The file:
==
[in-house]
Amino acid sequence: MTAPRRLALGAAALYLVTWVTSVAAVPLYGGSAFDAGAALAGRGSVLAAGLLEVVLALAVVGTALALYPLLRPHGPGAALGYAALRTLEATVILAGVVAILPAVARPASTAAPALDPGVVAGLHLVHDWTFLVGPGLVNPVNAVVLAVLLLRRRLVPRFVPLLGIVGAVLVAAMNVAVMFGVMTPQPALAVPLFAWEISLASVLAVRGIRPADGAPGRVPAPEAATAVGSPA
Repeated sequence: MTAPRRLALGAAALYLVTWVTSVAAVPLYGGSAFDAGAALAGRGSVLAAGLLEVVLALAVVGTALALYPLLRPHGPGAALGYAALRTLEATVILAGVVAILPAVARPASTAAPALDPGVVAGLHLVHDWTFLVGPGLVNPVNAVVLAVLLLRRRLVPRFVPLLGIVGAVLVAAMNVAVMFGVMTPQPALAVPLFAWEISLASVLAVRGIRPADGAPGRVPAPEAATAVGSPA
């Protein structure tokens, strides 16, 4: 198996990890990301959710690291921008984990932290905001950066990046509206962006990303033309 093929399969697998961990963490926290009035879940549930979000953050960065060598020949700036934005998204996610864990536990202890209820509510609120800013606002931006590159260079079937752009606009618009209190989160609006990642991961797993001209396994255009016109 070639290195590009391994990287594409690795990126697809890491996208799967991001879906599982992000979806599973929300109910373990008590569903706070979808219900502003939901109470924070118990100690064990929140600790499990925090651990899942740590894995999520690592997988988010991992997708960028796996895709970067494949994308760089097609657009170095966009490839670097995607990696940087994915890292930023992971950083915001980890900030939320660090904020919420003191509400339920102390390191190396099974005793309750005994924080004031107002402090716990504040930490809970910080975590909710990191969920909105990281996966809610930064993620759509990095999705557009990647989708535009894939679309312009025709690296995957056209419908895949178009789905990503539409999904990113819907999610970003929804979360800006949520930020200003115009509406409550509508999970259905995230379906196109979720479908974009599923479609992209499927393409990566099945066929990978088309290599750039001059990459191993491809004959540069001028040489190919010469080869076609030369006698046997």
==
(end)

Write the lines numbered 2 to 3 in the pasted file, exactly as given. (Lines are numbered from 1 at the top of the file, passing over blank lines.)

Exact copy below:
Amino acid sequence: MTAPRRLALGAAALYLVTWVTSVAAVPLYGGSAFDAGAALAGRGSVLAAGLLEVVLALAVVGTALALYPLLRPHGPGAALGYAALRTLEATVILAGVVAILPAVARPASTAAPALDPGVVAGLHLVHDWTFLVGPGLVNPVNAVVLAVLLLRRRLVPRFVPLLGIVGAVLVAAMNVAVMFGVMTPQPALAVPLFAWEISLASVLAVRGIRPADGAPGRVPAPEAATAVGSPA
Repeated sequence: MTAPRRLALGAAALYLVTWVTSVAAVPLYGGSAFDAGAALAGRGSVLAAGLLEVVLALAVVGTALALYPLLRPHGPGAALGYAALRTLEATVILAGVVAILPAVARPASTAAPALDPGVVAGLHLVHDWTFLVGPGLVNPVNAVVLAVLLLRRRLVPRFVPLLGIVGAVLVAAMNVAVMFGVMTPQPALAVPLFAWEISLASVLAVRGIRPADGAPGRVPAPEAATAVGSPA